Aside

Floating across the Atlantic

As I’ve said, Maine was very fertile ground for strange and unusual stories (and strange and unusual people, as well). But no story was stranger than when Richard Branson came to a Maine ski lodge to begin a transatlantic flight to Europe in a hot air balloon.  Branson’s balloon lifted off at a little after 4 in the morning and, even though the clipping indicates that this happened in July, I remember being pretty cold as we all huddled in the pre-dawn darkness on a mountain at the Sugarloaf Ski Resort in Carrabassett in 1987. We all thought the balloon may have been doomed when two large propane tanks clattered to the ground just as the balloon lifted off.  Branson’s adventure was successful, and this story (and others) appeared in newspapers across the country.

 

By ARTHUR FREDERICK

CARRABASSETT VALLEY, Maine (UPI) – The Virgin Atlantic Flyer, shoved along by the jet stream, soared past the old distance record for hot air balloons Thursday, just nine hours after lifting off from a Maine ski resort on a first-ever transatlantic trip to Europe.

The huge black-and-silver balloon carried its two British pilots, Richard Branson and Per Lindstrand, past the old record at around 27,000 feet, an altitude that allowed the balloon to take advantage of the jet stream while avoiding bad weather at lower altitudes.

A spokesman for the ground crew back in Maine said the balloon had been sailing along at 100 miles per hour or more since takeoff. The old distance record of 907 miles was surpassed in around nine hours, 18 hours less than the time necessary to set the old record.

ImageBut neither Branson nor Linstrand appeared too interested in the new distance record which they set just after 1 p.m., nine hours after the balloon left the ground at 4:15 a.m.

“There is a lot of ocean out there, the machine is complex, the weather forecasts are complex, and a lot of things can go wrong,” said Bob Rice, the project’s meteorologist. “They want to fly 3,000 miles, so 900 miles doesn’t mean that much.”

Branson told the ground crew by radio the flight was going smoothly, but said he was frightened at one point when he spotted a vapor trail near the capsule.

“When we arrived at 27,000 feet we hit very cold weather,” Branson said. “There was an enormous cloud behind us that created a massive vapor trail, and for a moment I thought the balloon was on fire.”

It wasn’t the only frightening moment for the two balloonists. As the giant silver-and-black balloon lifted off , two of the 12 large propane fuel tanks surrounding the pressurized capsule fell off and a cluster of sandbags failed to let go as planned.

Branson radioed the round crew and said that he and Lindstrand were aware of the problems.

“It was obvious that there was a problem with the liftoff,” Branson said. “We found some of the sandbags were still attached to the capsule, and we came up at a slight tilt. We have dumped the bags in a forest, and that leveled the capsule.”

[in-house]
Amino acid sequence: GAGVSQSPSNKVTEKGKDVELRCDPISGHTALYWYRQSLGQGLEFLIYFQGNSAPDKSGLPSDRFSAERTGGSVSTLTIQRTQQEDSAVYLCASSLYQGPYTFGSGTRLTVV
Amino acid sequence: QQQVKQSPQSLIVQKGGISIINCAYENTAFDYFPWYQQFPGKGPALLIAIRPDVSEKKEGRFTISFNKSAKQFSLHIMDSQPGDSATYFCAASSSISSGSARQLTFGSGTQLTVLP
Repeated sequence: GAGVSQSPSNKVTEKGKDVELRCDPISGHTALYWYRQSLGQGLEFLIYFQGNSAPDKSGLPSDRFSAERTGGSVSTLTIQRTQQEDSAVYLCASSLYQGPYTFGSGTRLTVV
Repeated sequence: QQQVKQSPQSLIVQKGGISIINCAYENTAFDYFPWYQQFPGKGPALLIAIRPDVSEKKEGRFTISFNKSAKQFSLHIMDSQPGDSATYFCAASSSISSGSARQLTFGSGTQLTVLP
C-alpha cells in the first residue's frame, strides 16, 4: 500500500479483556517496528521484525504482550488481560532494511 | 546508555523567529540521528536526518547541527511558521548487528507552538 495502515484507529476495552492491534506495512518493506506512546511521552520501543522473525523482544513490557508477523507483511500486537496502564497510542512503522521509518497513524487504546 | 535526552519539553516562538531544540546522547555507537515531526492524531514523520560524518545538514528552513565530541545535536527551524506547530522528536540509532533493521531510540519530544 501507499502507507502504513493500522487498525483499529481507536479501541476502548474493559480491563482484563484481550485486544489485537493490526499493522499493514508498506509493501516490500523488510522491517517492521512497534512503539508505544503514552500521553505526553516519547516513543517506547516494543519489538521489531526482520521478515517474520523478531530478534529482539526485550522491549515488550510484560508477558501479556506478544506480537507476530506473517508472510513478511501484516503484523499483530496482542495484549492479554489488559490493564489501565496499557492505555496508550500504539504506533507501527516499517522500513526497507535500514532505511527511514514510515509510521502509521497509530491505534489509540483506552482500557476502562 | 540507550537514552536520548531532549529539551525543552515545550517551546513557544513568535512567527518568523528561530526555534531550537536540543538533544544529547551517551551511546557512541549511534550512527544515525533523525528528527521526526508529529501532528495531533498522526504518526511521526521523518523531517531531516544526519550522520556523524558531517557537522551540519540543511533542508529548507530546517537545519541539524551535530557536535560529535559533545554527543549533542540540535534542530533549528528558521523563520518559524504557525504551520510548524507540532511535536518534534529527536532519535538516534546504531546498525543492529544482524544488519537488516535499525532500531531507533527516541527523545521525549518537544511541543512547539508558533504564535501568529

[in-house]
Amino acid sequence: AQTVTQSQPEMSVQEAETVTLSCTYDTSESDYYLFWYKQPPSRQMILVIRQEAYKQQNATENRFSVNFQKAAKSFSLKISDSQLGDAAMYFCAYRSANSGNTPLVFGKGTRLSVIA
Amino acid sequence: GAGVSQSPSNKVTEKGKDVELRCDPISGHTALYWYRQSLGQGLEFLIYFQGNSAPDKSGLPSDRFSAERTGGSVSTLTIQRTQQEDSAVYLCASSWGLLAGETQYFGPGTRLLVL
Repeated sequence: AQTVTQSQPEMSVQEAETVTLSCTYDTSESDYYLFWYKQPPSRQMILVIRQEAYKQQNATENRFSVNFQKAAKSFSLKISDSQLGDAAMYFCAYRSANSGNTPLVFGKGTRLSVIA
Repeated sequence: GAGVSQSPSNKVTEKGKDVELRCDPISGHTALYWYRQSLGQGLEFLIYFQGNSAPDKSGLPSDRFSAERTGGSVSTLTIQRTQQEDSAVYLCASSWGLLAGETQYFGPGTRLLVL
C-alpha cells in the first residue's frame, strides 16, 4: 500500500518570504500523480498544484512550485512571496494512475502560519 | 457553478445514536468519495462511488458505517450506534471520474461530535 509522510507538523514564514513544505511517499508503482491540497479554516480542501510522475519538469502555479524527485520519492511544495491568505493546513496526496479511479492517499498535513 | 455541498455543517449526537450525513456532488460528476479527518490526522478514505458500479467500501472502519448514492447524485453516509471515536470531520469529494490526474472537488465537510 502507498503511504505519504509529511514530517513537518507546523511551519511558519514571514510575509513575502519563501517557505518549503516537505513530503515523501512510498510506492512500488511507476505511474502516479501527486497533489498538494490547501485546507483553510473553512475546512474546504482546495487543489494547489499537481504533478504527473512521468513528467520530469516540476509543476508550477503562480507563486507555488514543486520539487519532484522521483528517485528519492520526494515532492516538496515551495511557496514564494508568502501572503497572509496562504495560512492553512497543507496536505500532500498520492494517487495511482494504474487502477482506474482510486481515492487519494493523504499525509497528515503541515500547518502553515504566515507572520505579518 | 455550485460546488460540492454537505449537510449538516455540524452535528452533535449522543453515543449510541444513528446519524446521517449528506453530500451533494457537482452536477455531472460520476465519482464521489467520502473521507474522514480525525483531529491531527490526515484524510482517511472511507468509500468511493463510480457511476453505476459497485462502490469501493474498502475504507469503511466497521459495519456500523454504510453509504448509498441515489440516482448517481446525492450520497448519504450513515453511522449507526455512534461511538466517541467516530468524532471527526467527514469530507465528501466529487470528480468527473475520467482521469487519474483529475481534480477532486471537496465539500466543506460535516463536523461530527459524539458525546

Branson said by radio the two fliers would be able to tell by early Friday what the lost fuel would mean to the success of the flight. But project manager Chris Moss said the loss of the fuel tanks should not threaten the flight’s success.

“We had about 100 hours of propane built in for the flight, but we expected to need only about 39 hours,” Moss said. “This will allow them to rise more quickly and fly a little higher, and it shouldn’t have any serious effect on the flight.”

Branson and Lindstrand planned a 65-hour flight to Europe, but the unexpected high speed of the balloon would reduce that estimate, possibly to 48 hours.

The ground crew began filling the Virgin Atlantic Flyer with cold air about 10:15 p.m. Wednesday, the first stage in a two-step process of inflating the mammoth craft. Hot air was added about two hours before the liftoff.

Two Atlantic balloon crossings have been accomplished before, but both were in helium balloons.

Before liftoff, Branson spent a few moments with his elderly parents before the two pilots climbed into the capsule.

“I’m enormously excited,” Branson said. “We are about to enjoy the most exciting three days of our lives, so I really am looking forward to getting in and getting on. It’s a magnificent moment of my life.”

Lindstrand’s mother, who taped the liftoff with a video camera, said she was confident the flight would succeed.

Branson, founder and owner of the $400 million Virgin Group, that includes Virgin Records and Virgin Altlantic Airlines, said the key to the flight is flying at very high altitude, something the balloon can handle because of its pressurized capsule.

The balloon is 196 feet tall, 170 feet across and holds 2.3 million cubic feet of hot air. It is about 30 times bigger than most common hot air balloons, and more than twice the size of the previous largest balloon.

In St. John’s, Newfoundland, British balloonists Don Cameron and Jim Howard were sitting by their shortwave radios, listening to British Broadcasting Corporation updates on Branson’s journey.

Cameron and Howard were vying with Branson and Lindstrand to become the first crew to make a trans-Atlantic crossing in a hot-air balloon, but their chances looked negligible Thursday because of heavy cloud cover which has prevented their launching.

“We’re sitting here depressed because of the clouds and the fact that Branson is doing so well,” organizer Alan Noble said. Friday evening would be the earliest takeoff time possible according to weather data, Noble said.

“By that time Branson could be in the United Kingdom,” Noble said. The losing team has agreed to donate $75,000 to charity.

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